'The World is On Fire:' New NASA Satellite Photos Show Every Fire Burning on Earth

Friday, 24 August 2018 - 1:40PM
Earth
Friday, 24 August 2018 - 1:40PM
'The World is On Fire:' New NASA Satellite Photos Show Every Fire Burning on Earth
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Image Credit: screenshot https://worldview.earthdata.nasa.gov/
Satellite imagery of Earth is cool because it gives us a different perspective of our home, but it can also be quite disturbing. This week on Twitter, NASA shared an image that shows not only brown and green continents, vast oceans, and swirling white clouds, but also red dots that show a large number of fires currently burning over the world. 

The red blobs are most concentrated in central Africa, but extend to parts of every other continent except for Antarctica. "The world is on fire," read NASA's tweet. In a blog post, the agency explained that the image was taken using the Earth Observing System Data and Information System (EOSDIS) Worldview, and that the areas that appear to be completely engulfed in flames were detected by thermal bands and are likely from agricultural burns. "The location, widespread nature, and number of fires suggest that these fires were deliberately set to manage land," NASA writes. "Farmers often use fire to return nutrients to the soil and to clear the ground of unwanted plants. While fire helps enhance crops and grasses for pasture, the fires also produce smoke that degrades air quality."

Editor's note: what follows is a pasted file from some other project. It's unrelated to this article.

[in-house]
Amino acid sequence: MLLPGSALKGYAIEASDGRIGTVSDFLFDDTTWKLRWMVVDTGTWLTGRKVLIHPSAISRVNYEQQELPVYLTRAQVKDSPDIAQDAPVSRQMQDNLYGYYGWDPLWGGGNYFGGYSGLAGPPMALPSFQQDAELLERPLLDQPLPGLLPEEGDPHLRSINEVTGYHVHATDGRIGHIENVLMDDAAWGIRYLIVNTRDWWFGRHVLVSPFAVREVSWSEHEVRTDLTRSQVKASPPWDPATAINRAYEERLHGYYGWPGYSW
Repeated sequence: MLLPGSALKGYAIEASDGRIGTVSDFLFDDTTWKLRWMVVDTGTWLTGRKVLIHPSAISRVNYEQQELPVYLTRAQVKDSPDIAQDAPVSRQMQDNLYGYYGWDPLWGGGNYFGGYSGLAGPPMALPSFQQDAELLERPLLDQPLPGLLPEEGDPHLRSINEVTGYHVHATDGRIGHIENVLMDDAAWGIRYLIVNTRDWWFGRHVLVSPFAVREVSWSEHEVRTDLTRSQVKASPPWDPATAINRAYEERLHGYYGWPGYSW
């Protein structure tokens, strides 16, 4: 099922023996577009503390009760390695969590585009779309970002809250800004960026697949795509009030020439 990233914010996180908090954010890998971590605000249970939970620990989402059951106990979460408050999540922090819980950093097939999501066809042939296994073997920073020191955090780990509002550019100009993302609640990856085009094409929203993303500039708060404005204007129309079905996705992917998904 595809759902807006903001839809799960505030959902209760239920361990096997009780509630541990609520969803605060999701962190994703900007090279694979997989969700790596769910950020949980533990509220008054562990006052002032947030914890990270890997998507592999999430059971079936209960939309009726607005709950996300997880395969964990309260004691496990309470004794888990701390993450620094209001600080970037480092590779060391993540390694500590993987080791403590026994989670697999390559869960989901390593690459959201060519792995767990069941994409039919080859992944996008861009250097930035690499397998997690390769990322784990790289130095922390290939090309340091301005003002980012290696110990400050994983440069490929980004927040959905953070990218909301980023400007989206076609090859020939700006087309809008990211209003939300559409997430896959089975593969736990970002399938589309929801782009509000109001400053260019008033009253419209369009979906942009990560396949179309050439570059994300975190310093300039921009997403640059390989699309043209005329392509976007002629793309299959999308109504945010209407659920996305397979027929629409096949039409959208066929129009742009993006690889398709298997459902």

Other areas of red are likely wildfires, like the ones that continue to ravage parts of California. Northern Africa is largely untouched because there is not much to burn in the Sahara, and the poles are fine because of the low temperatures. NASA's Worldview website allows users to go back in time to see how the burning areas have changed over the course of the summer, and there is even a feature that will animate a set period of time so that you can watch the red dots accumulate. The site also tracks major events like volcano eruptions, iceberg splits, and typhoons. The purpose is obviously not to revel in the destruction of the Earth as seen from above, but there is something cool about seeing the planet from this perspective and being able to witness its changes over time while tracking their natural and human causes.
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NASA
Earth